"Fetch" is an old word for a double. It's that secret self, often scarcely known to us, we dispatch on errands we're too timid to undertake on our own. We stay home, listening to the rain beat against the windowpanes, but our fetch is on the prowl, stepping boldly into shady dives and shadier adventures. In her third collection of poems, the American poet Tamar Yoseloff, long a resident of London, uses the notion of the fetch to give structure and resonance to a sequence of strong but delicate lyrics. "Fetch" (Salt, 62pages, $14.95) strikes me as one of the best collections to have appeared in 2007. The book, with woodblock illustrations by the artist Linda Karshan, is elegantly designed too. (Though Salt is an English publisher, its books are distributed in America.)
Ms. Yoseloff divides her collection into five sections, each opening with a "Fetch" poem. These are spooky poems, mostly in quite spare free verse. In one, the fetch becomes an anonymous stalker:
I choose her uniform—
She needs to lose herself
in a crowd, to be invisible.
The lines are clipped, like a roman noir set out in verse. The fetch must discover not only "where he goes, who he meets," but whether "he still wears that blue shirt." The blue shirt seems only a brief dab of color, but in other poems, it flashes back, not only from "the indigo sea," but in the cadmium of "Illumination," where
The monks ground azurite and lapis
for perfect blue, took care
to cleanse their hands of poison
that made words sacred.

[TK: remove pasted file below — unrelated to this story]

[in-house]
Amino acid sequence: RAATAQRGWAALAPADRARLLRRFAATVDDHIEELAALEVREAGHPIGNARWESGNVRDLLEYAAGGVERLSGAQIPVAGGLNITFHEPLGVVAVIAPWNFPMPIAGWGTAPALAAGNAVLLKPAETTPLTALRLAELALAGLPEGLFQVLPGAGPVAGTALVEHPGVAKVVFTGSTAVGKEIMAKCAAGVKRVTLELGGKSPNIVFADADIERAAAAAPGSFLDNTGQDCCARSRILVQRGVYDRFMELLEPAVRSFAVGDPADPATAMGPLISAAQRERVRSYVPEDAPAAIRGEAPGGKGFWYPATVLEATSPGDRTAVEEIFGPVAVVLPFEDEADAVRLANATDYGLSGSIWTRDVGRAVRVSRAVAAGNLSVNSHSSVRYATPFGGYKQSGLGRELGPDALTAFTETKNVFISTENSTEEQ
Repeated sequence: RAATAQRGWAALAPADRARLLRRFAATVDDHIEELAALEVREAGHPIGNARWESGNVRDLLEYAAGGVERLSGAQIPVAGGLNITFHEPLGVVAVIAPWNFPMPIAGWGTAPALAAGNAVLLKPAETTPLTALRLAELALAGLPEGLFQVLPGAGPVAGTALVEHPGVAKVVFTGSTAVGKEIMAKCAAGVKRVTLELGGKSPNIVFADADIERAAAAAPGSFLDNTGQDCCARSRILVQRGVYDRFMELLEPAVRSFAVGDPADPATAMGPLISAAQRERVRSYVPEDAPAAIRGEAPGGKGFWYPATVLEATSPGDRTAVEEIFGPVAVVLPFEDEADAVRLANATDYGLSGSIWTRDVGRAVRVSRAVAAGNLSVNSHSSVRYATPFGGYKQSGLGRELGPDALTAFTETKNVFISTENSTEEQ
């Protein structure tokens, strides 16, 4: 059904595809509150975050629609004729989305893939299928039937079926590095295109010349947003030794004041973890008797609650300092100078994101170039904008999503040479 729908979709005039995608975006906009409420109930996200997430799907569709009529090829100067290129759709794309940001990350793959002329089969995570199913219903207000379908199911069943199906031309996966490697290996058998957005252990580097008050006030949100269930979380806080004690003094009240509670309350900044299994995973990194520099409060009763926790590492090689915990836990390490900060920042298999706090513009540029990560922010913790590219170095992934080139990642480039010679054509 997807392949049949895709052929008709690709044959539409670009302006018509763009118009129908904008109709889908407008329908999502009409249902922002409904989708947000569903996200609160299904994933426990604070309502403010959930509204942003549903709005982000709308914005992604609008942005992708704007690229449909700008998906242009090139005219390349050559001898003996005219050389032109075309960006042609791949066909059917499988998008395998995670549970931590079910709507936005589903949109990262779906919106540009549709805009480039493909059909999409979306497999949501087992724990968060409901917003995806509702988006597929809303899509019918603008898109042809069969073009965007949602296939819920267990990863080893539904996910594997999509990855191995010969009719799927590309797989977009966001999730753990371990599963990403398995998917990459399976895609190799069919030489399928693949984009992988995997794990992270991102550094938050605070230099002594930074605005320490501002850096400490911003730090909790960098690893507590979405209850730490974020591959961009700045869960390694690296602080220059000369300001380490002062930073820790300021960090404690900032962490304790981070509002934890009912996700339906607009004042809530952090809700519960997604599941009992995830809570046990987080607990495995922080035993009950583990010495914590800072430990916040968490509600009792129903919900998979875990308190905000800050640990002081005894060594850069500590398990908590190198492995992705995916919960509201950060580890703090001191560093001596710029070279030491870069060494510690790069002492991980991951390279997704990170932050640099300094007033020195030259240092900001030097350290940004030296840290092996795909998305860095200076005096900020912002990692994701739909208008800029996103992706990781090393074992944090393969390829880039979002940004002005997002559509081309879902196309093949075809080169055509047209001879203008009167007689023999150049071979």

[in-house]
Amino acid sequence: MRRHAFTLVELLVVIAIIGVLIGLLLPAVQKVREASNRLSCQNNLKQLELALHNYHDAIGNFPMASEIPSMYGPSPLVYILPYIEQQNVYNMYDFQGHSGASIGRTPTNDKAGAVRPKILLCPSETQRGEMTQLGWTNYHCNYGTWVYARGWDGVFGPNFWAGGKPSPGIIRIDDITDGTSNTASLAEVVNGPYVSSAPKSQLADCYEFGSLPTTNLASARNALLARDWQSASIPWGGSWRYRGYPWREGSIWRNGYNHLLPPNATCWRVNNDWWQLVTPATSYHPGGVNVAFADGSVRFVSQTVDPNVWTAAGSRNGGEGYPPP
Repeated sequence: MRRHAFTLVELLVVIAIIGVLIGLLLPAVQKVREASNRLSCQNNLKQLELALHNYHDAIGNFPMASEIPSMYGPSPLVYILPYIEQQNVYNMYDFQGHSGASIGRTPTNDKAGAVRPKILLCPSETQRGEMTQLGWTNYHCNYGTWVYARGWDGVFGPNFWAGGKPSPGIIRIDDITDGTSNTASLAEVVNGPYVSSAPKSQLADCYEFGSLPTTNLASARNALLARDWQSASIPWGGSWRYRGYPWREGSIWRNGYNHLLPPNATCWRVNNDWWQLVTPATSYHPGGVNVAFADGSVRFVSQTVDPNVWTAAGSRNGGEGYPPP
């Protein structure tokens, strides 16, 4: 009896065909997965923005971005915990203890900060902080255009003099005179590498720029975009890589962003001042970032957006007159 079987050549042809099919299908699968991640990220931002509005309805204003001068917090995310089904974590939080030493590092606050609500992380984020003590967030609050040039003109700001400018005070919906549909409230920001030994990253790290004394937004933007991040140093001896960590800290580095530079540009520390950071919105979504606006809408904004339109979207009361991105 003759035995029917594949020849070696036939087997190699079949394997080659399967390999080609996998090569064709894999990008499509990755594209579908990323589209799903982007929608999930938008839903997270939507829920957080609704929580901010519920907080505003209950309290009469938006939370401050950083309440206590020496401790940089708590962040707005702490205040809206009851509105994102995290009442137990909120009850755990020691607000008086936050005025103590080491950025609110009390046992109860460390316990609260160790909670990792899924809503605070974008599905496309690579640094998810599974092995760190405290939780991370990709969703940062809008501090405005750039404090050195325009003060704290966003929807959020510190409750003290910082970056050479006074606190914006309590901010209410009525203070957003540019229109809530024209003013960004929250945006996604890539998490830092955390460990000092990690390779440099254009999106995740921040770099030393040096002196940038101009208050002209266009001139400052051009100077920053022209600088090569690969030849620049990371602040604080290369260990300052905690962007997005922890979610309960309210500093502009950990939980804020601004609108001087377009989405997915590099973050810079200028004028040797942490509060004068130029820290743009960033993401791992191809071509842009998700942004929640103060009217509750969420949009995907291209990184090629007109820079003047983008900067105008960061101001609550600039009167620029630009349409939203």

Whether Ms. Yoseloff writes about a seal on a beach (she's especially good on seascapes) or a Venetian mirror with its "crystallized gloom" or the "glissando" of "black silk," she inserts small touches of color that flash between the poems and link them. For all its restraint, this is a sensuous book; the yellow of the gorse has a scent "like sweat on skin.
When Ms. Yoseloff abandons restraint, the results are startling. In "The Visitants," a herd of elephants thunders through London until "they enter Hackney in a fluster of tusks." The elephants "bat their eyes," but you hear "the ocean of sadness they carry." They trumpet through Piccadilly and yet,
they never forget the land where they were born,
the bitter taste of heat and ashes on their tongues,
the sweet fruit, overripe to bursting,
so strong in them that they open their mouths and sing.
Her zaniest poem in this vein is "The Dentist." She catches that queasy sense of intrusion we all feel in the dentist's chair, both hygienic and prurient:
He runs his thumb slowly over the peaks
of lower molars, cupping my chin in his palm,
over that stubborn incisor that refused
to be straightened. He rubs the sharp canine…
As the poem progresses, the reader begins to wish Ms. Yoseloff had sent her fetch to the dentist. Never mind: This is a lovely book, full of sly surprises.